Minneapolis City Pages - May 4, 2016


2016-05-05 04:41:42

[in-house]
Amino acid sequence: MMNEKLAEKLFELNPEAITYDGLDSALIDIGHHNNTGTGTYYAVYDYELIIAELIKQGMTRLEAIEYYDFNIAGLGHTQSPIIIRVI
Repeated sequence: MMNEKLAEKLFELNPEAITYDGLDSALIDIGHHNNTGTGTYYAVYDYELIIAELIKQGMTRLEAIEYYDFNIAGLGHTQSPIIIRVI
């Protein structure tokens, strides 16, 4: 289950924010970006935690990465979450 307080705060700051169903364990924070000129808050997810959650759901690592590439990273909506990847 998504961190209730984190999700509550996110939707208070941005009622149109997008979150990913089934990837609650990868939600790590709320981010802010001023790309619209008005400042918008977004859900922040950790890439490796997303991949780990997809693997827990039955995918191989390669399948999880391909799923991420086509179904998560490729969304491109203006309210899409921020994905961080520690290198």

THE SHORTLIST The Who’s potential Twin Cities farewell was a smash citypages.com/slideshows THE STAT SHEET 48 Percentage of Minnesotans planning to vote for Hillary Clinton, according to the latest Star Tribune poll 35 Percentage of Minnesotans planning to vote for Donald Trump 74 Percentage of income Minnesota’s minority families made in comparison to white families in 1960 50 That same percentage today “Being old at a rock concert is a microaggression.” Reader Charles Carmean responds to “What’s up with the shots at older music fans?” at citypages.com CAPITALISM IN THE PAST, Minneapolis could only charge $3 extra for special events at its parking lots and garages downtown. But this brought complaints from private lot owners, who felt the city was undercutting their ability to gouge. So last week, the City Council voted to appease private interests, raising the special events hike to $10. Apparently lost on the council is that, technically speaking, it’s supposed to represent the people of Minneapolis, not those trying to take the people’s money. POPULAR STORIES AT CITYPAGES.COM What Prince ate: An interview with PRINCE’S PERSONAL CHEFS Report: Prince’s massive MUSIC VAULT drilled open 53 THINGS you might not know about Prince Listen to Prince’s entire FINAL CONCERT CLASSIC BURGERS at King’s Place in Miesville are worth the drive BLOTTER THE SCHOOL-TO-PRISON PIPELINE Minnesota is prepared to ease back on sentencing — except, weirdly, on weed There are too many Americans going to prison. Liberals think the system is unfairly punitive and inherently racist, with the school-to-prison pipeline doing everything it can to destroy families. Conservatives say the whole thing just costs too damn much. The trend of lockin’ ’em up and throwin’ away the key is slowly coming to an end. Even in Minnesota, which imprisons its people at the second-lowest rate in the country, behind only Maine. Still, with 289 out of every 100,000 people in the joint, Minnesota’s incarceration rate would rank us 37th among countries worldwide. Just behind Iran. According to the Star Tribune, lawmakers have reached a tentative deal that would drastically reform sentences for drug crimes. As it stands, anyone caught with 10 grams of methamphetamine or cocaine is facing about seven years in the slammer. Under the new law, the threshold would be 17 grams (about half an ounce), and the sentencing guideline would be cut to more like five years. More important, people with up to three grams would face four years of probation instead of four years in prison, as it’s currently structured. This is good! Here’s what’s bad: While cops and prosecutors are cool with lowering the penalties on dealers and users of hard drugs, they’re rolling out harsher punishments for the most common drug of all: pot. Though Minnesota has approved it (sort of) for medicinal use — and it’s perfectly legal in four states and soon the whole of Canada — Minnesota is going backward. Under the terms sketched out by the Strib, the amount of marijuana necessary to trigger a 65-month sentence would drop from 110 pounds to 55 pounds. Likewise, the amount of weed needed to trigger a second-degree possession charge would also be cut in half. Here, at least, the reforms would give offenders four years of probation instead of four years in prison. Admittedly, 55 pounds of marijuana is a lot of weed. For an individual user, it’s enough to easily get you through the next 40 times Willie Nelson or Snoop Dogg crash on your couch for the weekend. But remember, it’s 2016. If you had 100 pounds of pot to get rid of and lived in, say, Denver, you’re not a felon. You’re an entrepreneur. —MIKE MULLEN OPINION The plot to save the Pioneer Press A desperate attempt to free the paper from hedge-fund goons Elizabeth Mohr spent March 31 crying at her desk. Crying and typing. A week earlier, she had approached Pioneer Press editor Mike Burbach, telling him she’d take a buyout after a decade as the paper’s cops and courts reporter. Mohr, 35, was by far the youngest of six employees leaving the paper. She was on deadline that day, filing an investigation into court handling of mental health cases. Just as she was supposed to take a break for her “going away” cake, someone came by Mohr’s desk with breaking news: Charges had been filed in a recent homicide. She filed both stories and ate her cake. Someone gave her a bottle of whiskey. She and other reporters started doing shots at her desk. “I’m a mom, I have kids,” Mohr says. “I was in a job that was getting harder and more stressful, and I was never going to get another raise.” The oldest newspaper in Minnesota had been reduced to a skeleton. Now, its overlords were simply picking at the bones. On paper, the Pioneer Press is owned by Digital First Media, a chain with papers in California, Michigan, Colorado, Pennsylvania, and along the East Coast. In truth, it belongs to Alden Global Capital, a hedge fund with billions of dollars in its portfolio. Alden specializes in what’s called “vulture capitalism,” buying businesses that are undervalued, but still on the way down. They wring out these companies far away from Alden’s Manhattan skyscraper. Then they pick at the scraps. When the Pioneer Press moved to its new offices on St. Paul’s west side, someone looked out the window and noticed that a bird had taken up residence on a ledge. A turkey vulture. The next week another showed up, then a third. Reporters named the trio “Alden,” “Global,” and “Capital.” There was no formal announcement to staff that Alden had acquired Digital First. Reporters discovered this fact by combing through bankruptcy filings in 2010. As far as they know, no one from Alden has ever set foot in the newsroom. It’s not that the Pioneer Press isn’t making money: Last year, reporters and editors got profit sharing after the penny-grubbers at Alden took their cut. It’s just not making enough. Hedge funds promise their investors returns in the neighborhood of 20 percent. Newspapers haven’t been that profitable for decades. The only way to hit those numbers is to cut costs. That’s usually done by slashing employees. Dave Orrick, an outdoors writer and the leader of the Pioneer Press union, says the “holy shit” moment came last year, when reporters learned their printing plant and downtown office building were being sold. The office had been listed for $4 million. How much of that profit would be invested in the paper? They asked. None. The hedge fund was taking it all. A while back, the union took out one of the strangest newspaper ads in memory. For sale: One newspaper, with a small, desperate but dedicated staff, and a Sunday circulation approaching 200,000. Sale price negotiable, as determined by money men in Manhattan. The Pioneer Press business department turned down the ad. So they took their business to the Star Tribune. It worked. Orrick and others have heard from prospective buyers, and are hitting up wealthy sources and acquaintances. A couple weeks ago, Orrick and reporter Nick Woltman had coffee with “an important individual who cares about the East Metro,” Orrick says. Their companion had no idea the paper was being plucked to death. “A lot of people don’t know the situation we’re in,” Woltman says. “They’re surprised when we tell them we’re owned by a hedge fund, based in New York, and we have very little control over what happens to us.” Local media hound David Brauer says people have been pre-filing obituaries for the Pioneer Press since at least 1987. He admires the way the band has kept playing long after hitting the iceberg. “I’m rooting for them. But do I think it’ll be around 10 years from now?” Brauer says. “No. But then I would’ve said that 10 years ago.” One of Orrick’s conversations progressed far enough that the possible buyer asked for financial details about the company. “There was this awkward exchange between me and other people in the company, saying, ‘Hey, I’m a reporter here in St. Paul… and I’ve got someone who may want to buy us,’” Orrick says. Weird as it was, they took him seriously. Orrick is in the curious position of trying to sell something he doesn’t own. He’s not a salesman, or even a business guy. Last Wednesday, Orrick intended to spend his afternoon “out in the woods,” hoping to get far enough out to lose cell phone service. He’s more at home out on a lake. Now, he’s rigging up the biggest lure of his life, hoping something’s biting. mmullen@citypages.com Follow Mike on Twitter: @mikemullen_